A new survey has highlighted a 40% decline in the number of lowland deer culled in 2020/21 compared to the previous year, as the stark impact of the coronavirus pandemic on lowland deer management in Scotland was revealed.

The survey – commissioned by the Lowland Deer Network Scotland (LDNS) with technical support from the British Association for Shooting and Conservation (BASC) – received over 100 responses from a diversity of lowland deer managers. It found that the majority of the deer culled were roe deer, but that red, fallow and sika deer were also culled.

Both organisations have attributed the cull decline to travel restrictions imposed as a result of the coronavirus pandemic, and to a lesser extent the increased utility of the countryside by the public as well as the coronavirus-induced slump in demand for venison. 

Of those surveyed, deer managers living in the same local authority area as their stalking ground were least impacted. The survey found that these community deer stalkers were able to cull 66.5% of the deer managed in the previous year – a far greater proportion than those deer stalkers travelling from further afield.

Recreational stalkers travelling from outside Scotland were only able to shoot 18.4% of the deer culled in the previous year, while those travelling from a different local authority area to their stalking ground in Scotland were able to shoot 54.6%. 

BASC and LDNS are using the findings to make the case for greater community involvement in deer management, which they say will make Scotland’s approach to lowland deer management more resilient. 

Dr Colin Shedden – who is the chairman of LDNS and BASC’s Scotland Director – said: “The impact of a 40% cull reduction on deer population dynamics, woodland ecosystems and farmland in lowland Scotland is still to be assessed, but it is likely that most managers will realise that an increased culling effort will be required this year to address this.

“Stalkers travelling from afar make an important economic and environmental contribution that absolutely should be maintained, but the results of this survey also illustrate the need to better integrate communities in the management of lowland deer.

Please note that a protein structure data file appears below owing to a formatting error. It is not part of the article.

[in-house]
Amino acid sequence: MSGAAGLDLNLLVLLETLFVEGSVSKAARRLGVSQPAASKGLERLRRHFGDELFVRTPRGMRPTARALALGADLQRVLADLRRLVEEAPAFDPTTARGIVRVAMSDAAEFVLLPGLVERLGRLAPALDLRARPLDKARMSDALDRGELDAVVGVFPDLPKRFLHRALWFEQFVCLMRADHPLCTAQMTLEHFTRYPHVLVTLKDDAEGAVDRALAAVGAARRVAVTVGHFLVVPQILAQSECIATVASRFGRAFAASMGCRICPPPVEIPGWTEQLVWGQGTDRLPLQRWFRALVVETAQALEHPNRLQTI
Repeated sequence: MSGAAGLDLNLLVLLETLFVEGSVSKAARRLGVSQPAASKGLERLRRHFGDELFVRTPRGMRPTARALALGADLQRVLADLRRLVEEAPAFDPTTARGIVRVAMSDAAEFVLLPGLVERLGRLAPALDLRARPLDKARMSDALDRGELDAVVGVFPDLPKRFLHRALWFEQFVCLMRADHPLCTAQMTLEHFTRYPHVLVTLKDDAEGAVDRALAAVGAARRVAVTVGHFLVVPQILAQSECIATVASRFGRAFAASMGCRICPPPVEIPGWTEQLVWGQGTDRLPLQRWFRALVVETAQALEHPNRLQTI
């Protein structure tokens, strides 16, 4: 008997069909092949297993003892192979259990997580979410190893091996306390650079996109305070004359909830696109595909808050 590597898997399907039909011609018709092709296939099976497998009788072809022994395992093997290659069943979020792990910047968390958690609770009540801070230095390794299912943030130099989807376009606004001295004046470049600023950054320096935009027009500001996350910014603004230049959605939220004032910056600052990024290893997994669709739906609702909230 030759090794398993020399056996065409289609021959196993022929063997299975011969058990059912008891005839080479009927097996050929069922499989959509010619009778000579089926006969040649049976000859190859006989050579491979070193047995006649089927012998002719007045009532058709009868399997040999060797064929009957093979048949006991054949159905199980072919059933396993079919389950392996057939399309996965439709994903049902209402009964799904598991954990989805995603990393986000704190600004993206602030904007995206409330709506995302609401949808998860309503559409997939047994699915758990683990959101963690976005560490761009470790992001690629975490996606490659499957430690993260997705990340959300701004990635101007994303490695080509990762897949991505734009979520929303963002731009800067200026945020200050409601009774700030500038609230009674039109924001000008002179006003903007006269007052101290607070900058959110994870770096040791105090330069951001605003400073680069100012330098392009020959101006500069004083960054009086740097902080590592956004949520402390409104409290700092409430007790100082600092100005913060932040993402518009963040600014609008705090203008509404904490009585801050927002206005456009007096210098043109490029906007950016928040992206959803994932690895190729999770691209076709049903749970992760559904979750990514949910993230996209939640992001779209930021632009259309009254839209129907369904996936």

“Deer management is a mandatory obligation, and not all lowland areas are able to rely on professional deer managers to meet cull targets. We must therefore enable communities to step up and manage their deer, which will be particularly important when the efforts of visiting stalkers are compromised.

“Community deer stalkers have shown themselves to be highly resilient, even in the face of a global pandemic. Diversifying Scotland’s complement of deer managers to include more community deer stalkers will make lowland deer management as a whole less susceptible to disruption, which is essential if we are to effectively protect our environment.”

A spokesperson for NatureScot said: “Trying to better understand how deer management in the lowlands has been affected by the response to Covid is very welcome. While accepting that the sample size is relatively small and was geographically limited, the survey emphasises the important contribution that individual stalkers and small syndicates make to deer management. These stalkers often control deer in their own time and not as part of a paid job.

“For NatureScot the overriding message is the importance of having stalkers operating and controlling deer in their own area and not having to travel distances. Local control builds up better resilience and helps deer management to become carbon net zero.”

LDNS would like to thank BASC, the British Deer Society (BDS) and the Scottish Association for Country Sports (SACS) for their assistance in promulgating this survey to lowland deer managers.

ENDS

Notes to the Editor:

  1. Dr Colin Shedden previously sat on the board of the Deer Commission for Scotland, the government agency responsible for deer until responsibility was handed to Scottish Natural Heritage (now NatureScot) in 2010. Dr Shedden has been involved in deer management in Scotland for more than 25 years.
  • BASC is calling for deer stalking schemes to be rolled out on public land that will better integrate recreational deer stalkers from local communities and beyond in deer management. It says a replicable scheme is already operating on the Island of Arran – a partnership between BASC and Forestry and Land Scotland.